Some players have the innate ability to make you forget they're playing in an odd time signature, just because they do it so naturally. Alex Lifeson of Rush is a great example. But if you're not used to odd-time riffs, they can sound stilted and mathematical. The best way to tackle this is deceptively simple: just hum the riff. It doesn't matter if your pitch is off when you do this: what really matters is the rhythm. When you do this it seems to unlock the pulse of the riff, and you can then translate this back to playing guitar. And this doesn't just go for odd meters. It can also work for anything in 4/4 or 3/4 that you're having a hard time wrapping your fingers around. A personal example is the repeating solo figure beginning at 6:19 in Led Zeppelin's "Stairway To Heaven". I had the tablature in an old Guitar World issue but I just couldn't seem to make the notes slot into where they should be. So I sang the lick instead, and sure it probably sounded rather silly, but once I'd made that connection with the rhythm it was pretty simple to transfer that rhythm back to the guitar.

Breaking The Pentatonic Rut

There's a whole book's worth of potential tips for breaking out of the Pentatonic Rut, but here's a great place to start: break the Minor Pentatonic scale out of its two-note-per-string configuration and turn it into a three-note-per-string scale. This forces you to move out of the box position and sets up some different note relationships. In the tab below you'll see two versions of the Minor Petatonic scale in the key of A. They both contain the exact same notes, but the second version will take you all the way up to the 17th fret, and will also give you room to expand even higher. I've included a few slides that will help you move around the scale a bit more easily. And once you start to explore the wider intervals that naturally present themselves in this scale configuration, you'll enter that Eric Johnson kind of territory where pentatonics take on a slightly more exotic yet still familiar feel.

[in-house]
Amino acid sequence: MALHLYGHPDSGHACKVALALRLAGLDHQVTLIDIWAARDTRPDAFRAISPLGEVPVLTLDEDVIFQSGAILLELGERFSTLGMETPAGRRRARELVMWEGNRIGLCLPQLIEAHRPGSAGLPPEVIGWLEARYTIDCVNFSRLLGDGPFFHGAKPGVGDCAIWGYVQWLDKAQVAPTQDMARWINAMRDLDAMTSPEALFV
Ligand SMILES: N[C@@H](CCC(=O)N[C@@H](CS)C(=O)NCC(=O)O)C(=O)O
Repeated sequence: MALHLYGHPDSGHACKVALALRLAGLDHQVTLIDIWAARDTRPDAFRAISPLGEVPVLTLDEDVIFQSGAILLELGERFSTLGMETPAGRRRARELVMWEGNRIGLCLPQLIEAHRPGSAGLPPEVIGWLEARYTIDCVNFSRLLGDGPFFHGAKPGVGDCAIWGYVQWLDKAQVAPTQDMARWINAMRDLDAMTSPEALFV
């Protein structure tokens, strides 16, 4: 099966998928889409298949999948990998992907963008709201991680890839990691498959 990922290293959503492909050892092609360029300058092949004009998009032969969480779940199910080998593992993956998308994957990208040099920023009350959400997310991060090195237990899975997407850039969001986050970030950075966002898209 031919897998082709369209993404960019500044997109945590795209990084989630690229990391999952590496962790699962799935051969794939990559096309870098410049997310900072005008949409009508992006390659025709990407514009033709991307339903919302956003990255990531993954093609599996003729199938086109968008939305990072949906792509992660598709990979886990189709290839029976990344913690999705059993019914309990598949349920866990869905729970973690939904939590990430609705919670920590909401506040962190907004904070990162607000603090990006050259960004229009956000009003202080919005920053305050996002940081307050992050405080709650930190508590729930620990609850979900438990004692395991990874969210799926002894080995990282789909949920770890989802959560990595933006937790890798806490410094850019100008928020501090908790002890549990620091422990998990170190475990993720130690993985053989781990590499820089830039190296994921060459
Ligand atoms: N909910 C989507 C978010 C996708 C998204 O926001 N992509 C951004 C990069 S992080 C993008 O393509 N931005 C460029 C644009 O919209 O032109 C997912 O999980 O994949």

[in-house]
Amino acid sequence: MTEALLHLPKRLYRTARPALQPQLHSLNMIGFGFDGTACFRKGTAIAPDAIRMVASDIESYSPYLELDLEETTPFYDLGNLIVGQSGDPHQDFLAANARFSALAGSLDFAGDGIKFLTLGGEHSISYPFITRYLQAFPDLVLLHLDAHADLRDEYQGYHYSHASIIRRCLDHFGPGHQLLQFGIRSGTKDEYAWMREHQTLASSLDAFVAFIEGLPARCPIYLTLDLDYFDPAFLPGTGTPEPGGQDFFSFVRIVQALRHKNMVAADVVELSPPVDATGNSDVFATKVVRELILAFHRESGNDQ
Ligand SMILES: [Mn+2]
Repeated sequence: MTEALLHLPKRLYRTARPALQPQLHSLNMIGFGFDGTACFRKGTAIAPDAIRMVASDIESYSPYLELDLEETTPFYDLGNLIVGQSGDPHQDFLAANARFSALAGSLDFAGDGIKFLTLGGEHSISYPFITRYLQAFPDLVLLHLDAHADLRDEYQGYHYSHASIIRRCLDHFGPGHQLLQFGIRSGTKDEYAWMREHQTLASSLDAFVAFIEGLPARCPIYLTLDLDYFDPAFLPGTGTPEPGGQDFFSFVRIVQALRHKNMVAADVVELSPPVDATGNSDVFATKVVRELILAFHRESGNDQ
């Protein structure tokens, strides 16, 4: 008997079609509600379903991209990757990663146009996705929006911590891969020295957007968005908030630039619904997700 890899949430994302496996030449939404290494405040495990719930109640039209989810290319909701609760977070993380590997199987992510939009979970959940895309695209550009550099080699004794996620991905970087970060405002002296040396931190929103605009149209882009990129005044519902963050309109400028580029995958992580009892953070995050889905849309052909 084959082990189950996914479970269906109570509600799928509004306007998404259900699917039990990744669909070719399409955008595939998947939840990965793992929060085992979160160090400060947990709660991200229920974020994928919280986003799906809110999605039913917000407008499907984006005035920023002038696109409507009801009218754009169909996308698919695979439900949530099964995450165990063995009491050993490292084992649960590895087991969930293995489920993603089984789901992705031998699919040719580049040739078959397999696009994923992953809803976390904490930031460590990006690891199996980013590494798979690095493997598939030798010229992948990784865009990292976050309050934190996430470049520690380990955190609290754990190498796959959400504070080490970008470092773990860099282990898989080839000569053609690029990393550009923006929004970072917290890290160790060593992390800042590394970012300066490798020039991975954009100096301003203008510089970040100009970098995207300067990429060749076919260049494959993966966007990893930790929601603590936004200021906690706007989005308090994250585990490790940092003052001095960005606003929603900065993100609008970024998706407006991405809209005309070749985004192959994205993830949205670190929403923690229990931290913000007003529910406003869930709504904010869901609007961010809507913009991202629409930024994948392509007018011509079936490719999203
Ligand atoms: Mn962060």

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50 comments sorted by best / new / date

    maybe you didn't fix his playing...maybe you changed the fate of the greatest ska prodigy of ALL TIME
    Veronique Vega
    Not to mention the worst guitar habit- trying to learn advanced stuff without covering the basics!
    another tip would be to find out what works best for you. as for myself, I don't do barre chords, but I use my thumb for root notes. it just feels better for me.
    I actually use my thumb around the other side of the neck for 3 or 4 awkward chords I know (although I don't use them very often, sadly). It's a thing I saw Guthrie Govan do in a video, and after trying it on a few weird shapes and getting used to it (The transitions from normal fretting hand positioning aren't as clean as I would like yet), it's brilliant for certain chords!
    It makes D/F# easier if you want both e string to play an F#
    I assume you mean for the F# on the low E, yousef213? What I was referring to, was actually using the thumb to fret a note on the high E. It's awkward to begin with, but gets better. I don't make very much use of it, but it does make 3 or 4 awkward shapes I know a lot easier! As much as anything, it's a bit of a 'party trick' (For lack of a better word) to confuse guitar playing friends of mine, haha!
    I'll vouch for that! As a guitarist of 4 years, I recently kicked back into re-learning the whole instrument from the ground up, hardcore. It really helps to nail the essentials before you try to tackle anything too insane!
    the chalky one
    Here's a bad habit a lot of people have. Never practicing anything, then wondering why they can't play. How to fix it: ACTUALLY PRACTICE!!!